You are how you mail

Medium and Message

You are how you mail

Photo illustration: Yathi Siddakatte

Dear you, some of you may still remember reaching out - to friends, aunts, grandmas, that little girl you met while traveling - with a handwritten note. You wrote the address in the ‘To’ column provided, found a postage stamp, licked it on to the envelope and wrote, with great thought, your letter.

Formal or informal, job application or love letter, a heart to heart outpouring or an apology, condolence or congratulations, you have done them all. There was the name you wrote on the top, that of the intended receiver of the letter, and a name you wrote at the bottom, ‘yours.’

And then you walked over to the dusty red mailbox down the street and, taking one last lingering look at the envelope and imagining the look on the receiver’s face when he got this, you posted it. Then for the following three days you lived in euphoric suspense - today, today he/she will get the letter! You gave the return mail another three days to arrive and went to bed with a fond smile, anticipating the swishing sound under your door when the reply letter finally came.

Cut to present day. You peep over your teenage son’s shoulder and he types into his chat: gtg. What he means is ‘got to go as mom is here poking her nose into my business as usual.’ But if you are me, very trusting and tech-unsavvy, you will ruffle his hair affectionately and keep on staring at the screen absentmindedly till told to leave in a little more definite terms.

The world then gets divided along mailing lines - snail mail vs. email. You are how you mail. Slow and cumbersome, taking everything more profoundly than you should or the with-it dude/dudette who knows how to Braille her mobile. They text as the knitters of yore, without looking down once.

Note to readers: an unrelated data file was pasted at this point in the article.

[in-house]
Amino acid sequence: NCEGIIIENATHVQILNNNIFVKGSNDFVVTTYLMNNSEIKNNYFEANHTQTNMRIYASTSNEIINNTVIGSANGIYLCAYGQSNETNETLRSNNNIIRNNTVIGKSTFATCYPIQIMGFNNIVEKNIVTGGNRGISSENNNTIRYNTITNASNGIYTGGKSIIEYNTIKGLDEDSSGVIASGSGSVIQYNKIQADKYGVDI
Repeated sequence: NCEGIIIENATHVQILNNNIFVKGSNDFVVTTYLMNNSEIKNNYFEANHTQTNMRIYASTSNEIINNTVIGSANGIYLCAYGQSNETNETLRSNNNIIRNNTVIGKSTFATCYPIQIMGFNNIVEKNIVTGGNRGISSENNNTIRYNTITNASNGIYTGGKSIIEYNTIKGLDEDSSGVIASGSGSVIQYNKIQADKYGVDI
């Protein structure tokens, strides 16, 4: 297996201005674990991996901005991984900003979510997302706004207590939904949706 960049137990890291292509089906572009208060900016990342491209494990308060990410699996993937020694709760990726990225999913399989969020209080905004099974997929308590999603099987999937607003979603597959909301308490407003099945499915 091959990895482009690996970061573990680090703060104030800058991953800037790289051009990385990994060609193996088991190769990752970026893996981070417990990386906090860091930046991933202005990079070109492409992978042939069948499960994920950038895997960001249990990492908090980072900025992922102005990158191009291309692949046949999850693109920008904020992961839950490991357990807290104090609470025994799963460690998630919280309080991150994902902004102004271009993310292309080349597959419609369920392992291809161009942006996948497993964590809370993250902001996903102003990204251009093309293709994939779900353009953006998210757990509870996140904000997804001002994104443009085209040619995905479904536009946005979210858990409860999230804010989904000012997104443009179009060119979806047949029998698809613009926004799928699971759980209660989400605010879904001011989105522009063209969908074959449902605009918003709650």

Lost messeges

Certainly if you rip open the seams of time, what will come tumbling out is mankind’s attempts at communication in the form of words and more words; stone tablets, cave carvings, message in a bottle, telegrams, historical letters, literary letters, legal letters, proposing letters, disposing letters, con letters, confession letters, terse letters, stolen letter, unsent letters and those returned to sender.

Postcards - indicative of an innocent generation that thought nothing of putting in such public view their innermost thoughts - are extinct from non-use, indicating our heightened need for privacy, which we imagine cyber-space to provide us with despite all evidence to the contrary.

Pandit Jawaharlal Nehru’s tender letters to Lady Edwina Mountbatten, his letters to Indira Gandhi in the summer of 1928 when she was in Mussoorie, Mahatma Gandhi’s letters to Adolf Hitler in 1938, any letter by matinee icons like Marilyn Monroe or musical legends like John Lennon are all preserved for posterity.